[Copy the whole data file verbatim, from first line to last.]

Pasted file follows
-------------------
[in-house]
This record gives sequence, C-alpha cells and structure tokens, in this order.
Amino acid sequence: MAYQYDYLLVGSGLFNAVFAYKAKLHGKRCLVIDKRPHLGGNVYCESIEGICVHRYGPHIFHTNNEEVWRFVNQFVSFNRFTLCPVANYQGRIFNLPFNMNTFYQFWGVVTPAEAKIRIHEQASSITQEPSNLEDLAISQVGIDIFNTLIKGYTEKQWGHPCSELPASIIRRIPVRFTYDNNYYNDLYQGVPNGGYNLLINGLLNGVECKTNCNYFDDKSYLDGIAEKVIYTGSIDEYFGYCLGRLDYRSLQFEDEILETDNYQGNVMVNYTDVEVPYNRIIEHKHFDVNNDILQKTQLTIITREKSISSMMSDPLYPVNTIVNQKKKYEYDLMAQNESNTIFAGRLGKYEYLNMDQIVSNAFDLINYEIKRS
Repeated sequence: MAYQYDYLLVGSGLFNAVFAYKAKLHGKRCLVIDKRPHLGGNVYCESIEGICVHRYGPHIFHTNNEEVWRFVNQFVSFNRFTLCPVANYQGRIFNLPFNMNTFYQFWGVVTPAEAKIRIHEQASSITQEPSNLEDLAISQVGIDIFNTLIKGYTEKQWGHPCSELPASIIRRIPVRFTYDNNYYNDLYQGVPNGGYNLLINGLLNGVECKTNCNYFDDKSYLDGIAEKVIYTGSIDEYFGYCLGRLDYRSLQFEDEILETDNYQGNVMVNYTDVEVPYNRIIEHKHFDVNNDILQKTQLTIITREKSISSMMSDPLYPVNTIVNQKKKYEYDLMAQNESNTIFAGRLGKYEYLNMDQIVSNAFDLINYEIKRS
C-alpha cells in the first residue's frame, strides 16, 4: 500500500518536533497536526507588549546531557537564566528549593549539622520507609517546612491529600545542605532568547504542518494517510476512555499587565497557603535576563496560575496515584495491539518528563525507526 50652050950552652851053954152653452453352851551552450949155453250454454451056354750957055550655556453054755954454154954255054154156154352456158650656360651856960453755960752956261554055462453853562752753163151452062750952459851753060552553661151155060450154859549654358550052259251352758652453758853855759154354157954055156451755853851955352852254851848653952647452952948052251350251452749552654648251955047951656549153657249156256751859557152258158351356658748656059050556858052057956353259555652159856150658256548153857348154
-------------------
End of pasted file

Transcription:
[in-house]
This record gives sequence, C-alpha cells and structure tokens, in this order.
Amino acid sequence: MAYQYDYLLVGSGLFNAVFAYKAKLHGKRCLVIDKRPHLGGNVYCESIEGICVHRYGPHIFHTNNEEVWRFVNQFVSFNRFTLCPVANYQGRIFNLPFNMNTFYQFWGVVTPAEAKIRIHEQASSITQEPSNLEDLAISQVGIDIFNTLIKGYTEKQWGHPCSELPASIIRRIPVRFTYDNNYYNDLYQGVPNGGYNLLINGLLNGVECKTNCNYFDDKSYLDGIAEKVIYTGSIDEYFGYCLGRLDYRSLQFEDEILETDNYQGNVMVNYTDVEVPYNRIIEHKHFDVNNDILQKTQLTIITREKSISSMMSDPLYPVNTIVNQKKKYEYDLMAQNESNTIFAGRLGKYEYLNMDQIVSNAFDLINYEIKRS
Repeated sequence: MAYQYDYLLVGSGLFNAVFAYKAKLHGKRCLVIDKRPHLGGNVYCESIEGICVHRYGPHIFHTNNEEVWRFVNQFVSFNRFTLCPVANYQGRIFNLPFNMNTFYQFWGVVTPAEAKIRIHEQASSITQEPSNLEDLAISQVGIDIFNTLIKGYTEKQWGHPCSELPASIIRRIPVRFTYDNNYYNDLYQGVPNGGYNLLINGLLNGVECKTNCNYFDDKSYLDGIAEKVIYTGSIDEYFGYCLGRLDYRSLQFEDEILETDNYQGNVMVNYTDVEVPYNRIIEHKHFDVNNDILQKTQLTIITREKSISSMMSDPLYPVNTIVNQKKKYEYDLMAQNESNTIFAGRLGKYEYLNMDQIVSNAFDLINYEIKRS
C-alpha cells in the first residue's frame, strides 16, 4: 500500500518536533497536526507588549546531557537564566528549593549539622520507609517546612491529600545542605532568547504542518494517510476512555499587565497557603535576563496560575496515584495491539518528563525507526 50652050950552652851053954152653452453352851551552450949155453250454454451056354750957055550655556453054755954454154954255054154156154352456158650656360651856960453755960752956261554055462453853562752753163151452062750952459851753060552553661151155060450154859549654358550052259251352758652453758853855759154354157954055156451755853851955352852254851848653952647452952948052251350251452749552654648251955047951656549153657249156256751859557152258158351356658748656059050556858052057956353259555652159856150658256548153857348154